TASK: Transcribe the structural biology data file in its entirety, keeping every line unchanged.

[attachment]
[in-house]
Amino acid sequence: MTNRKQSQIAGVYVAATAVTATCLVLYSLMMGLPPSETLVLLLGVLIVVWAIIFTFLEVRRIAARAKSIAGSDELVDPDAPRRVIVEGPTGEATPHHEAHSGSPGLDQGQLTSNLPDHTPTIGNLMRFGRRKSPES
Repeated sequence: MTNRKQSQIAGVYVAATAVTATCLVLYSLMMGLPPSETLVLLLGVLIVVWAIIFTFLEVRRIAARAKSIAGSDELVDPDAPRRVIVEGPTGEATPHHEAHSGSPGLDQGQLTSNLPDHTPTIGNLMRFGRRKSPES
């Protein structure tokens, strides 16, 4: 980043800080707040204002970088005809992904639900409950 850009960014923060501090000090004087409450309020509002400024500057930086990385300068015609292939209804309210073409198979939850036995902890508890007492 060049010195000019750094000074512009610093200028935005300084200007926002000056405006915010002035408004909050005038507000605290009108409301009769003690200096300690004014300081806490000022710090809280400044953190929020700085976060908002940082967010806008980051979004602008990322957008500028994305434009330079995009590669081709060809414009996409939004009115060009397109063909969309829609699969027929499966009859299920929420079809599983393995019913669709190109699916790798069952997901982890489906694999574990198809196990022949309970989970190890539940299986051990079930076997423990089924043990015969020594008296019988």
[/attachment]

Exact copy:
[in-house]
Amino acid sequence: MTNRKQSQIAGVYVAATAVTATCLVLYSLMMGLPPSETLVLLLGVLIVVWAIIFTFLEVRRIAARAKSIAGSDELVDPDAPRRVIVEGPTGEATPHHEAHSGSPGLDQGQLTSNLPDHTPTIGNLMRFGRRKSPES
Repeated sequence: MTNRKQSQIAGVYVAATAVTATCLVLYSLMMGLPPSETLVLLLGVLIVVWAIIFTFLEVRRIAARAKSIAGSDELVDPDAPRRVIVEGPTGEATPHHEAHSGSPGLDQGQLTSNLPDHTPTIGNLMRFGRRKSPES
């Protein structure tokens, strides 16, 4: 980043800080707040204002970088005809992904639900409950 850009960014923060501090000090004087409450309020509002400024500057930086990385300068015609292939209804309210073409198979939850036995902890508890007492 060049010195000019750094000074512009610093200028935005300084200007926002000056405006915010002035408004909050005038507000605290009108409301009769003690200096300690004014300081806490000022710090809280400044953190929020700085976060908002940082967010806008980051979004602008990322957008500028994305434009330079995009590669081709060809414009996409939004009115060009397109063909969309829609699969027929499966009859299920929420079809599983393995019913669709190109699916790798069952997901982890489906694999574990198809196990022949309970989970190890539940299986051990079930076997423990089924043990015969020594008296019988």